U.S. adds 313,000 new jobs in Feb.

BloombergWASHINGTON (Bloomberg) — The U.S. economy enjoyed the biggest hiring spree since mid-2016 in February as workers streamed in from the sidelines of the labor force, while inflation pressures remained muted amid signs the pay gains that spooked financial markets last month haven’t taken hold.

Payrolls rose 313,000 in February, compared with the 205,000 median estimate in a survey of economists, and the two prior months were revised higher by 54,000, Labor Department figures showed Friday. The jobless rate held at 4.1 percent, the fifth straight month at that level. Average hourly earnings increased 2.6 percent from a year earlier following a downwardly revised 2.8 percent gain.

U.S. stock futures and bond yields rose, as the report signaled the labor market remains strong and will keep driving economic growth. The wage figures show a cooling from a pace that spurred financial turbulence last month on concern that the Federal Reserve could raise interest rates faster. While the unemployment rate remains well below Fed estimates of levels sustainable in the long run, the rise in participation suggests the presence of slack that would keep policy makers to a gradual pace of hikes.

“This is a report that’s going to strengthen the argument of some of the doves on the Fed, that people came back to the labor force last month — that’s a positive sign for the U.S. economy,” Alan Krueger, a Princeton University professor who served as chairman of the Council of Economic Advisers under President Barack Obama, said on Bloomberg Television. “We’ll see how long that can continue.”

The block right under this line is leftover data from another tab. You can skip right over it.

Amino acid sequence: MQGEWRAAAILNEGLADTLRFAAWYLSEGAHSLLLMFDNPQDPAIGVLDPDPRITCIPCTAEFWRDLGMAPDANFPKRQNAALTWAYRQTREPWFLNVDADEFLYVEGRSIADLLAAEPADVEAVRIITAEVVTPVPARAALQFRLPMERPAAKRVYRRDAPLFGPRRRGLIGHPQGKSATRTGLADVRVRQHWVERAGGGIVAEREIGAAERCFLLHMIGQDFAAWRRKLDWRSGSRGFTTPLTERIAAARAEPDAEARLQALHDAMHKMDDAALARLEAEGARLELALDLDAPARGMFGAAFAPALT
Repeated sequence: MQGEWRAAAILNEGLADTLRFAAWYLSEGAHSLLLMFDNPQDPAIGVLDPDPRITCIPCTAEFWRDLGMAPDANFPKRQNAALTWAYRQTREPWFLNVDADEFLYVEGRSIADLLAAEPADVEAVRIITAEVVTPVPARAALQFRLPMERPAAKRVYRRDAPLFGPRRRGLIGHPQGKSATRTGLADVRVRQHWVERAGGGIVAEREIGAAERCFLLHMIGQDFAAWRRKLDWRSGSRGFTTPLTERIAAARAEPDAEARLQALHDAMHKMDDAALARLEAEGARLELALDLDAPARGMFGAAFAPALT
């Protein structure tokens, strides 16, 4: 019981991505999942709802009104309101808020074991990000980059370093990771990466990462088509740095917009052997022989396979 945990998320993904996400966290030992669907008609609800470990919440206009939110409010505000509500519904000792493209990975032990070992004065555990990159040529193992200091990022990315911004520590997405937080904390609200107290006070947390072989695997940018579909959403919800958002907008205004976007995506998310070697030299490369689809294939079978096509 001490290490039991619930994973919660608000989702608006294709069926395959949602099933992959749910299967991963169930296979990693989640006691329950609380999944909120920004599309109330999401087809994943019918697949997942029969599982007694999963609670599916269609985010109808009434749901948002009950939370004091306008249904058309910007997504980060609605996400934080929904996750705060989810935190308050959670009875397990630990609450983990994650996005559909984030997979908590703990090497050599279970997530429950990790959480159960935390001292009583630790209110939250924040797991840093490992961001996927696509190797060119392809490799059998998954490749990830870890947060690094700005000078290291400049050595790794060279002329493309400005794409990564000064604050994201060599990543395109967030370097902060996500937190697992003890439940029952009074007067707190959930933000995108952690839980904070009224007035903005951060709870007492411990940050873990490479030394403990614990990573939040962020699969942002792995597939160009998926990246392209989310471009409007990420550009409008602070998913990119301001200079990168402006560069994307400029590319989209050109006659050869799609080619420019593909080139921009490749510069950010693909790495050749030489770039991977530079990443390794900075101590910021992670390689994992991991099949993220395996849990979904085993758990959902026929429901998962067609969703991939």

For now, rising labor-force participation may be a factor holding down wage gains. The participation rate increased to 63 percent, the highest since September, from 62.7 percent the prior month, the biggest monthly gain since 2010. The number of employed people in the workforce rose by 785,000, according to the report.

Fed policy makers are widely anticipated to raise interest rates when they next meet March 20-21 in Jerome Powell’s first gathering as chairman. A bigger question is whether central bank officials maintain projections for a total of three quarter-point hikes this year, or boost the outlook to four.Speech

Click to play


+ -

Generating speech. Please wait...

Become a Premium Member to use this service.

Become a Premium Member to use this service.

Offline error: please try again.